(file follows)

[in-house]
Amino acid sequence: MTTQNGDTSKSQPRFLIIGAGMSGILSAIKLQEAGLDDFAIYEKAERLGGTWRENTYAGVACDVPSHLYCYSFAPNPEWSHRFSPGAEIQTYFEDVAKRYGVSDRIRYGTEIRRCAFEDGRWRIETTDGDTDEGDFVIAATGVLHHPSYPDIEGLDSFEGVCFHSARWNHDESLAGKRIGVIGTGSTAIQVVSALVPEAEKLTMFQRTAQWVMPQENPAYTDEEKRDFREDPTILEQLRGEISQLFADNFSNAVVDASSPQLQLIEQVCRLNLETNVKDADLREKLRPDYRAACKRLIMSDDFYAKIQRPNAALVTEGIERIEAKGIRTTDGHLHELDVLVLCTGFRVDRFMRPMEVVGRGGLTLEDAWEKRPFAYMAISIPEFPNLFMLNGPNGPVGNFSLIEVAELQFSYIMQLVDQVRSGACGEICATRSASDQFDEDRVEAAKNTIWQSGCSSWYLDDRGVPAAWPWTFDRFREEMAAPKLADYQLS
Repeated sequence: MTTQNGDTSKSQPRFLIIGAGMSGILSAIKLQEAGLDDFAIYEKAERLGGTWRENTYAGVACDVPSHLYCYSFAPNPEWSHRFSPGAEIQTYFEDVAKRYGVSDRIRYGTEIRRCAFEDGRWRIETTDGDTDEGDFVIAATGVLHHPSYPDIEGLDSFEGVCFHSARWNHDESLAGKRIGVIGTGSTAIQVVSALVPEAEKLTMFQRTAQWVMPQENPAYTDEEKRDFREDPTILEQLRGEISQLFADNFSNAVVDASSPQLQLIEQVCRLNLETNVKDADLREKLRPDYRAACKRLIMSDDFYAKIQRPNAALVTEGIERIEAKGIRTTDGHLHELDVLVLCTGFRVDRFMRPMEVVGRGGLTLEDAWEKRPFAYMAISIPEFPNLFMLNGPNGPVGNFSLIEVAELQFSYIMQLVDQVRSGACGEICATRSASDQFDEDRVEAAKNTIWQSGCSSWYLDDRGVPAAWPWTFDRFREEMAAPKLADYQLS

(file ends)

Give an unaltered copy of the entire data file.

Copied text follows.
[in-house]
Amino acid sequence: MTTQNGDTSKSQPRFLIIGAGMSGILSAIKLQEAGLDDFAIYEKAERLGGTWRENTYAGVACDVPSHLYCYSFAPNPEWSHRFSPGAEIQTYFEDVAKRYGVSDRIRYGTEIRRCAFEDGRWRIETTDGDTDEGDFVIAATGVLHHPSYPDIEGLDSFEGVCFHSARWNHDESLAGKRIGVIGTGSTAIQVVSALVPEAEKLTMFQRTAQWVMPQENPAYTDEEKRDFREDPTILEQLRGEISQLFADNFSNAVVDASSPQLQLIEQVCRLNLETNVKDADLREKLRPDYRAACKRLIMSDDFYAKIQRPNAALVTEGIERIEAKGIRTTDGHLHELDVLVLCTGFRVDRFMRPMEVVGRGGLTLEDAWEKRPFAYMAISIPEFPNLFMLNGPNGPVGNFSLIEVAELQFSYIMQLVDQVRSGACGEICATRSASDQFDEDRVEAAKNTIWQSGCSSWYLDDRGVPAAWPWTFDRFREEMAAPKLADYQLS
Repeated sequence: MTTQNGDTSKSQPRFLIIGAGMSGILSAIKLQEAGLDDFAIYEKAERLGGTWRENTYAGVACDVPSHLYCYSFAPNPEWSHRFSPGAEIQTYFEDVAKRYGVSDRIRYGTEIRRCAFEDGRWRIETTDGDTDEGDFVIAATGVLHHPSYPDIEGLDSFEGVCFHSARWNHDESLAGKRIGVIGTGSTAIQVVSALVPEAEKLTMFQRTAQWVMPQENPAYTDEEKRDFREDPTILEQLRGEISQLFADNFSNAVVDASSPQLQLIEQVCRLNLETNVKDADLREKLRPDYRAACKRLIMSDDFYAKIQRPNAALVTEGIERIEAKGIRTTDGHLHELDVLVLCTGFRVDRFMRPMEVVGRGGLTLEDAWEKRPFAYMAISIPEFPNLFMLNGPNGPVGNFSLIEVAELQFSYIMQLVDQVRSGACGEICATRSASDQFDEDRVEAAKNTIWQSGCSSWYLDDRGVPAAWPWTFDRFREEMAAPKLADYQLS